Joel says he is an extremist and an apologist for terrorism. He says he heard Ahmed say that he is a supporter of Fatah. He thinks he should be reported to the police and kicked out of University.

Ahmed is a vocal member of the group “Students for a Free Palestine”. Last night the group demonstrated outside of a venue which hosted the Israeli ambassador and bottles and stones were thrown at police. The Prevent Lead has been asked by the police to provide names of members of the group and any other information held on any of them. Joel has also been in touch with a police contact of his, who asks that the University keep a log of Ahmed’s activities and provide a copy of the recordings/photos provided by Joel.

How should the Prevent Lead respond?

  • The Prevent Lead should contact Joel’s line manager to raise concerns about the illegal recording of private conversations without permission and the taking of photographs in Ahmed’s room, if without Ahmed’s permission.
  • Fatah is not a prescribed organisation, while people might disagree with Fatah’s views and actions, it is not illegal to support them.
  • Similarly, Ahmed’s reported views on the West’s “demonisation” of the Muslim world is one that is shared by many and not an illegal view.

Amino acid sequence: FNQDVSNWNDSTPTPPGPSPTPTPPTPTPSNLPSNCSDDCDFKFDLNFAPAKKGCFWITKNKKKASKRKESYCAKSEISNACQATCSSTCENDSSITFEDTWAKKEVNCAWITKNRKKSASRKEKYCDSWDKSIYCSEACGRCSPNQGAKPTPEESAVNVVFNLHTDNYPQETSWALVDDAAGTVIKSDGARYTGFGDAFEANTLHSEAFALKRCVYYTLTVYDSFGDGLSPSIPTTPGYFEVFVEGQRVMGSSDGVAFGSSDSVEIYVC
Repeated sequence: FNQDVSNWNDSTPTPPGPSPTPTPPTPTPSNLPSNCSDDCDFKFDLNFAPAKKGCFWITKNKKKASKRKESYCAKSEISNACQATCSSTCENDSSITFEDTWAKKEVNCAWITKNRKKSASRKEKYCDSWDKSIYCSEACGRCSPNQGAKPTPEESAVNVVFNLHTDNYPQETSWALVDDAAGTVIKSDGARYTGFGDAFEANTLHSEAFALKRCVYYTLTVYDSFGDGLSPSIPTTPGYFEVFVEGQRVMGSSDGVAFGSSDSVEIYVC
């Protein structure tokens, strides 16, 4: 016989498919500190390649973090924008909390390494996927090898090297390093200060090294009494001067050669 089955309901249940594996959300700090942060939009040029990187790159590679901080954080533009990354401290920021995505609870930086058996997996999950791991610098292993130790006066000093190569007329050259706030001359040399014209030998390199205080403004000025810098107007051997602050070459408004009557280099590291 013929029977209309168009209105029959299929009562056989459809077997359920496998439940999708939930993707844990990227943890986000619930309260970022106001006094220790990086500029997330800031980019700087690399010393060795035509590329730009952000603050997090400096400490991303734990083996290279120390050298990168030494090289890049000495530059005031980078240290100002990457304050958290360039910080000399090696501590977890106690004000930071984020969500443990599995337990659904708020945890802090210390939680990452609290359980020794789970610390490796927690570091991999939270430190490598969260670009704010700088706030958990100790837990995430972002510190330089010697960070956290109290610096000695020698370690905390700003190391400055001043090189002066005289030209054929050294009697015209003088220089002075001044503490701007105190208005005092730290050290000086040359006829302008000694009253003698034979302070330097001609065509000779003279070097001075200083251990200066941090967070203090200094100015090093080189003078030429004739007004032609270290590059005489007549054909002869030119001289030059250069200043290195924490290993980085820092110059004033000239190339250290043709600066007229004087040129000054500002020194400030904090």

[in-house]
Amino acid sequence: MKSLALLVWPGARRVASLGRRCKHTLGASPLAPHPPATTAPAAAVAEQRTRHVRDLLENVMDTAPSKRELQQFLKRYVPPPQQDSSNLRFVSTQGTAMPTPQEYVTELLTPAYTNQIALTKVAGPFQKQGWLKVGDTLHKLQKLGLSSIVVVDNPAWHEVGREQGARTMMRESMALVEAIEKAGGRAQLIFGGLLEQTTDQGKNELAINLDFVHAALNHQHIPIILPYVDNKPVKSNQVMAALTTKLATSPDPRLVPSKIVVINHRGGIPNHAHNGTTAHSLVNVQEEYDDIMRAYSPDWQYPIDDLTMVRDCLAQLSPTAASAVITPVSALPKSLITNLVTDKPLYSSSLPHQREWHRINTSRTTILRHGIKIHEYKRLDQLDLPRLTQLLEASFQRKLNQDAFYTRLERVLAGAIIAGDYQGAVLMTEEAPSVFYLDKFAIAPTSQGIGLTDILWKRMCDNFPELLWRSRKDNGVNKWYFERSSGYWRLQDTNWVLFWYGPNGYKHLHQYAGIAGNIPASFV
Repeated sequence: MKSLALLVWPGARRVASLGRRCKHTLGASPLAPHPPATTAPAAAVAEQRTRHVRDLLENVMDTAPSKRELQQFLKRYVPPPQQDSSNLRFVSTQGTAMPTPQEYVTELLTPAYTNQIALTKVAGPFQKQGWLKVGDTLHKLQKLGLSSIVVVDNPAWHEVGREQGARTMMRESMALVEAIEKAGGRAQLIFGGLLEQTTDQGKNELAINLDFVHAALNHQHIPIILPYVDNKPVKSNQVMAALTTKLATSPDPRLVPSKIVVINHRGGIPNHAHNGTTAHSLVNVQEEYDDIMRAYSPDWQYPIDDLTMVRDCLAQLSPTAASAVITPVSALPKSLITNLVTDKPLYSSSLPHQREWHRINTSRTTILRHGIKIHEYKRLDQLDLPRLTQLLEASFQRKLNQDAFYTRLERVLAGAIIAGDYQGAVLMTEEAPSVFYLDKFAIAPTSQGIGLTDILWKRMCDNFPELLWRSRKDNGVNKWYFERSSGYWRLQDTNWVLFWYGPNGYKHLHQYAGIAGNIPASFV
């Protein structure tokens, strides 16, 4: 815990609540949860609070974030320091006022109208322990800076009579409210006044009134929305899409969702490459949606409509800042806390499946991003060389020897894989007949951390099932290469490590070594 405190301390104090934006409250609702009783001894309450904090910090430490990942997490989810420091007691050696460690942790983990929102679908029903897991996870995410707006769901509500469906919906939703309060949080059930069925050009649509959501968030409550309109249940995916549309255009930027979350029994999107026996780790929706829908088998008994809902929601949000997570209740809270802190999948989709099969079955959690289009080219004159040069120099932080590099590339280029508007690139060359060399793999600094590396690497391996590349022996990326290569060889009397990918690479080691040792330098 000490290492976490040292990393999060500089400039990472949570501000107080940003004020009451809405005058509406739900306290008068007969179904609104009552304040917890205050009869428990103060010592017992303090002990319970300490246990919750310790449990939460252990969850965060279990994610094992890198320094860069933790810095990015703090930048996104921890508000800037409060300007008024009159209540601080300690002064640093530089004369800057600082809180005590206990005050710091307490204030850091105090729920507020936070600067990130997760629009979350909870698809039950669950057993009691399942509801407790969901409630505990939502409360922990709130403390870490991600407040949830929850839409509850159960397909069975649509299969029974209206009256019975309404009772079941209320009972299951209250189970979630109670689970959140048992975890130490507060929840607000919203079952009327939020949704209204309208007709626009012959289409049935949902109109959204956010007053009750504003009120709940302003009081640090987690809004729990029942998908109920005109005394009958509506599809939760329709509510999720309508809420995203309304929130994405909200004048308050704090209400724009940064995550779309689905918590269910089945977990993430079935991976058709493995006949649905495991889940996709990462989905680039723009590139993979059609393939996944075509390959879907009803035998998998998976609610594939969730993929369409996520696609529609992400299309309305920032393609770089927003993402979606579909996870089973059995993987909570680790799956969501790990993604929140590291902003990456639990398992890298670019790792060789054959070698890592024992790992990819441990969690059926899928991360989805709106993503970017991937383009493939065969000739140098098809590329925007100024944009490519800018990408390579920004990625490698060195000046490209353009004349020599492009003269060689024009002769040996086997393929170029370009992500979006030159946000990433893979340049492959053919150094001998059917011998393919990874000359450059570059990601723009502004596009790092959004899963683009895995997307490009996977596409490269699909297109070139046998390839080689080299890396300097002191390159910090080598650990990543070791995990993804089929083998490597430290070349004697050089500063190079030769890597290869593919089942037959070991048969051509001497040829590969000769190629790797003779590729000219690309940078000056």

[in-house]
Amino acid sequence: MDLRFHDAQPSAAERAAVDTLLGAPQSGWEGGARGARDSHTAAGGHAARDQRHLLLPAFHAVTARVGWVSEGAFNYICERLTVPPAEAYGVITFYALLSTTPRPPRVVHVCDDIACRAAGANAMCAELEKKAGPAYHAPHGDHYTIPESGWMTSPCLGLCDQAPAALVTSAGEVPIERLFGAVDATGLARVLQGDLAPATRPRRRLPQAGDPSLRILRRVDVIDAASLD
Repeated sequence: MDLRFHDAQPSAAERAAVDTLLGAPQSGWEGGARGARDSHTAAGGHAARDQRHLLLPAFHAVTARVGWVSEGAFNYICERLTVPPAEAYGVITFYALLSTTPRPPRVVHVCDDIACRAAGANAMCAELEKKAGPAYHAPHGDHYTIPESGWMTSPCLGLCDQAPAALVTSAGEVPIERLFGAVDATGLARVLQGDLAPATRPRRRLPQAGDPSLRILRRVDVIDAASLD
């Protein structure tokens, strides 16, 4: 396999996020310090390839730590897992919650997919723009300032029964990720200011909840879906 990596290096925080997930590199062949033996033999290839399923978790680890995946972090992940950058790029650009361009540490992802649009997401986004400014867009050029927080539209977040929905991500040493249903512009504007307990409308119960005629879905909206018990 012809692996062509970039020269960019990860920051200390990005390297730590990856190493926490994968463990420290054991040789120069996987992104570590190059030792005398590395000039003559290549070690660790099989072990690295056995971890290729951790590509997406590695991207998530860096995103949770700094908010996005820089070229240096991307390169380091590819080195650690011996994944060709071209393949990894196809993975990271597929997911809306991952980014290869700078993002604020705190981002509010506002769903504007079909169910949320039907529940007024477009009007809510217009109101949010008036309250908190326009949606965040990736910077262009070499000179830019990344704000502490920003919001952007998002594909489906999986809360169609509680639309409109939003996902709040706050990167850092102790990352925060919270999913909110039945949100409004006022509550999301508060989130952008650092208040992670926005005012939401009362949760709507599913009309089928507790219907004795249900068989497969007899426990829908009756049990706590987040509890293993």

• It is normal for religious Muslims to pray several times a day (download an information pack for the "Supporting Muslim Students" session here).
  • The argument that violence “may be justified in some circumstances where the state institutions perpetuate oppression” is not incitement to violence or indication of radicalisation. To disagree with his view in general or with regard to the West Bank in particular would be equally permissible.
  • Anyone seen to have committed a crime (e.g. attacking police) can be reported to the police. The University does not hold information about societies’ membership and could not share if it did, due to the Data Protection Act (there might be internal discussion to be had between the University and the students’ Union with regard to the event).
  • If the police require information, there are formal processes for this to be requested.
  • The publications Ahmed has appear to be related to his course.
  • Joel could and should have raised his concerns with his line manager and/or the Prevent Lead in the first instance. All concerns will be treated in confidence and with respect.

What is the institution’s duty of care?

  • Statutory duties, for example health and safety, equality, etc. all apply to every individual.
  • Ahmed – the duty is to ensure that Ahmed’s right to freedom of speech is upheld, within the law. He also has a right to privacy and not to be harassed for his beliefs.